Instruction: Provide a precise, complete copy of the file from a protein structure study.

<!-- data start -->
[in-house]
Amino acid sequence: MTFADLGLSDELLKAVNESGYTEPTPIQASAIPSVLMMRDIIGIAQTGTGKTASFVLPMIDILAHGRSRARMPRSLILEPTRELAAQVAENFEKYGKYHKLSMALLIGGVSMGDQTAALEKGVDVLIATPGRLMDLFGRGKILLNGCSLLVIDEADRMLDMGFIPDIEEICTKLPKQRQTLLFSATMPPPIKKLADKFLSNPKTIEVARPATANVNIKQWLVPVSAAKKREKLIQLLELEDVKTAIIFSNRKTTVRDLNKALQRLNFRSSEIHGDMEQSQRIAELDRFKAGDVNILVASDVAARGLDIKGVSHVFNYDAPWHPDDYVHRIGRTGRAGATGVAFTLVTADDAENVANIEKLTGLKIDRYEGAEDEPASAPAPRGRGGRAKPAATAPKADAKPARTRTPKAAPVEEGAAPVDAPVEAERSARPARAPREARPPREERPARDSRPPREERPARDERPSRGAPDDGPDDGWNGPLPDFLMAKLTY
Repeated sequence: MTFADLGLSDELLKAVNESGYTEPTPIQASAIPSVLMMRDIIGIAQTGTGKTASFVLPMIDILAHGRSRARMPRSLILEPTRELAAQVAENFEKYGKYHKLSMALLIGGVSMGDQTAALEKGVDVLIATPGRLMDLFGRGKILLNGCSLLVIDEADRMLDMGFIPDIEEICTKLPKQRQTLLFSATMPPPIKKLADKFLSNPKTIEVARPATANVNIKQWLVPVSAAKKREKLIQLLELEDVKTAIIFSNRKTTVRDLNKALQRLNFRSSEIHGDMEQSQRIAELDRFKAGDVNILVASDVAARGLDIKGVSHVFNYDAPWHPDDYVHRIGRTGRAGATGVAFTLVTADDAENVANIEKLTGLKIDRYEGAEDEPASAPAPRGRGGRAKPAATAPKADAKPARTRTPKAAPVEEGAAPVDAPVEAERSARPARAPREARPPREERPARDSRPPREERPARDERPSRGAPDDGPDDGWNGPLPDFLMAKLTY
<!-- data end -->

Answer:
[in-house]
Amino acid sequence: MTFADLGLSDELLKAVNESGYTEPTPIQASAIPSVLMMRDIIGIAQTGTGKTASFVLPMIDILAHGRSRARMPRSLILEPTRELAAQVAENFEKYGKYHKLSMALLIGGVSMGDQTAALEKGVDVLIATPGRLMDLFGRGKILLNGCSLLVIDEADRMLDMGFIPDIEEICTKLPKQRQTLLFSATMPPPIKKLADKFLSNPKTIEVARPATANVNIKQWLVPVSAAKKREKLIQLLELEDVKTAIIFSNRKTTVRDLNKALQRLNFRSSEIHGDMEQSQRIAELDRFKAGDVNILVASDVAARGLDIKGVSHVFNYDAPWHPDDYVHRIGRTGRAGATGVAFTLVTADDAENVANIEKLTGLKIDRYEGAEDEPASAPAPRGRGGRAKPAATAPKADAKPARTRTPKAAPVEEGAAPVDAPVEAERSARPARAPREARPPREERPARDSRPPREERPARDERPSRGAPDDGPDDGWNGPLPDFLMAKLTY
Repeated sequence: MTFADLGLSDELLKAVNESGYTEPTPIQASAIPSVLMMRDIIGIAQTGTGKTASFVLPMIDILAHGRSRARMPRSLILEPTRELAAQVAENFEKYGKYHKLSMALLIGGVSMGDQTAALEKGVDVLIATPGRLMDLFGRGKILLNGCSLLVIDEADRMLDMGFIPDIEEICTKLPKQRQTLLFSATMPPPIKKLADKFLSNPKTIEVARPATANVNIKQWLVPVSAAKKREKLIQLLELEDVKTAIIFSNRKTTVRDLNKALQRLNFRSSEIHGDMEQSQRIAELDRFKAGDVNILVASDVAARGLDIKGVSHVFNYDAPWHPDDYVHRIGRTGRAGATGVAFTLVTADDAENVANIEKLTGLKIDRYEGAEDEPASAPAPRGRGGRAKPAATAPKADAKPARTRTPKAAPVEEGAAPVDAPVEAERSARPARAPREARPPREERPARDSRPPREERPARDERPSRGAPDDGPDDGWNGPLPDFLMAKLTY